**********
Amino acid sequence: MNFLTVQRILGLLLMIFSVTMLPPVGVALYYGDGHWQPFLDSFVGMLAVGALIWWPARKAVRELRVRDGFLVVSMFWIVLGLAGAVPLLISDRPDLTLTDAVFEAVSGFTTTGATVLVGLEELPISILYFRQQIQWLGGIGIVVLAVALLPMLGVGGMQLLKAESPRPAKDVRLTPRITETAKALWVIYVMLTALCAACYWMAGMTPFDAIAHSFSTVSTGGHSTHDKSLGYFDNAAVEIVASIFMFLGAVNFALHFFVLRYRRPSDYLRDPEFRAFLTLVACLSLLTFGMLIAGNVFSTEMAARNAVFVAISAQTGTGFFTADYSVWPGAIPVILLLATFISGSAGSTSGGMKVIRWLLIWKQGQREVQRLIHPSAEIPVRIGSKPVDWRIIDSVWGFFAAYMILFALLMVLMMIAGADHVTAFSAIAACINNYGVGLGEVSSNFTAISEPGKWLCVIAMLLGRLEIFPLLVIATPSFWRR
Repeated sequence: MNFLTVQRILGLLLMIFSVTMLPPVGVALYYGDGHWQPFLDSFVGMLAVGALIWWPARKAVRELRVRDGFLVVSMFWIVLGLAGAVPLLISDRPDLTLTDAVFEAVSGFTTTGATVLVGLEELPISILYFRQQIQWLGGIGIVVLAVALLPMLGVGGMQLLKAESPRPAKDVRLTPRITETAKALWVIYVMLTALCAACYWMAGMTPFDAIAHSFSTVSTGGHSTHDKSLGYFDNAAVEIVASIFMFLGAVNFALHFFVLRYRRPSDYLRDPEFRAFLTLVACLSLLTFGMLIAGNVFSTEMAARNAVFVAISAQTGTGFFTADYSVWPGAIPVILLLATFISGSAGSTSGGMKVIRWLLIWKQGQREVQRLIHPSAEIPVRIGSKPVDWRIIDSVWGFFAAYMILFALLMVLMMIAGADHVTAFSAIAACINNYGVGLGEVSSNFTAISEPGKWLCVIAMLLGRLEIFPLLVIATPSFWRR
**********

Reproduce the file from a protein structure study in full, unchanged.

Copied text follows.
Amino acid sequence: MNFLTVQRILGLLLMIFSVTMLPPVGVALYYGDGHWQPFLDSFVGMLAVGALIWWPARKAVRELRVRDGFLVVSMFWIVLGLAGAVPLLISDRPDLTLTDAVFEAVSGFTTTGATVLVGLEELPISILYFRQQIQWLGGIGIVVLAVALLPMLGVGGMQLLKAESPRPAKDVRLTPRITETAKALWVIYVMLTALCAACYWMAGMTPFDAIAHSFSTVSTGGHSTHDKSLGYFDNAAVEIVASIFMFLGAVNFALHFFVLRYRRPSDYLRDPEFRAFLTLVACLSLLTFGMLIAGNVFSTEMAARNAVFVAISAQTGTGFFTADYSVWPGAIPVILLLATFISGSAGSTSGGMKVIRWLLIWKQGQREVQRLIHPSAEIPVRIGSKPVDWRIIDSVWGFFAAYMILFALLMVLMMIAGADHVTAFSAIAACINNYGVGLGEVSSNFTAISEPGKWLCVIAMLLGRLEIFPLLVIATPSFWRR
Repeated sequence: MNFLTVQRILGLLLMIFSVTMLPPVGVALYYGDGHWQPFLDSFVGMLAVGALIWWPARKAVRELRVRDGFLVVSMFWIVLGLAGAVPLLISDRPDLTLTDAVFEAVSGFTTTGATVLVGLEELPISILYFRQQIQWLGGIGIVVLAVALLPMLGVGGMQLLKAESPRPAKDVRLTPRITETAKALWVIYVMLTALCAACYWMAGMTPFDAIAHSFSTVSTGGHSTHDKSLGYFDNAAVEIVASIFMFLGAVNFALHFFVLRYRRPSDYLRDPEFRAFLTLVACLSLLTFGMLIAGNVFSTEMAARNAVFVAISAQTGTGFFTADYSVWPGAIPVILLLATFISGSAGSTSGGMKVIRWLLIWKQGQREVQRLIHPSAEIPVRIGSKPVDWRIIDSVWGFFAAYMILFALLMVLMMIAGADHVTAFSAIAACINNYGVGLGEVSSNFTAISEPGKWLCVIAMLLGRLEIFPLLVIATPSFWRR